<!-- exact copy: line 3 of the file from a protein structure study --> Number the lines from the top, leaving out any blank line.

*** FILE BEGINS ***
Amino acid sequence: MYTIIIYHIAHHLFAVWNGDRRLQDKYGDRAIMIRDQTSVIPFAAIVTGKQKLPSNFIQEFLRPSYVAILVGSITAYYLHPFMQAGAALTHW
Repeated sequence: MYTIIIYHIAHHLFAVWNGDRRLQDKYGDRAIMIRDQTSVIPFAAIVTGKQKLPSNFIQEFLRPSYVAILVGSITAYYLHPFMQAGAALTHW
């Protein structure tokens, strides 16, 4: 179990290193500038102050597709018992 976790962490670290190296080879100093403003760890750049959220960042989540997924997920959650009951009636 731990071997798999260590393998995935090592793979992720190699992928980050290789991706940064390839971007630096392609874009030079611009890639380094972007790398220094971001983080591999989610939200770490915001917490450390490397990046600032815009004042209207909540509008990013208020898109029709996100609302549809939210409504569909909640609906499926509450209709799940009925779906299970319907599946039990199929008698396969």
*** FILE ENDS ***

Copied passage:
């Protein structure tokens, strides 16, 4: 179990290193500038102050597709018992 976790962490670290190296080879100093403003760890750049959220960042989540997924997920959650009951009636 731990071997798999260590393998995935090592793979992720190699992928980050290789991706940064390839971007630096392609874009030079611009890639380094972007790398220094971001983080591999989610939200770490915001917490450390490397990046600032815009004042209207909540509008990013208020898109029709996100609302549809939210409504569909909640609906499926509450209709799940009925779906299970319907599946039990199929008698396969």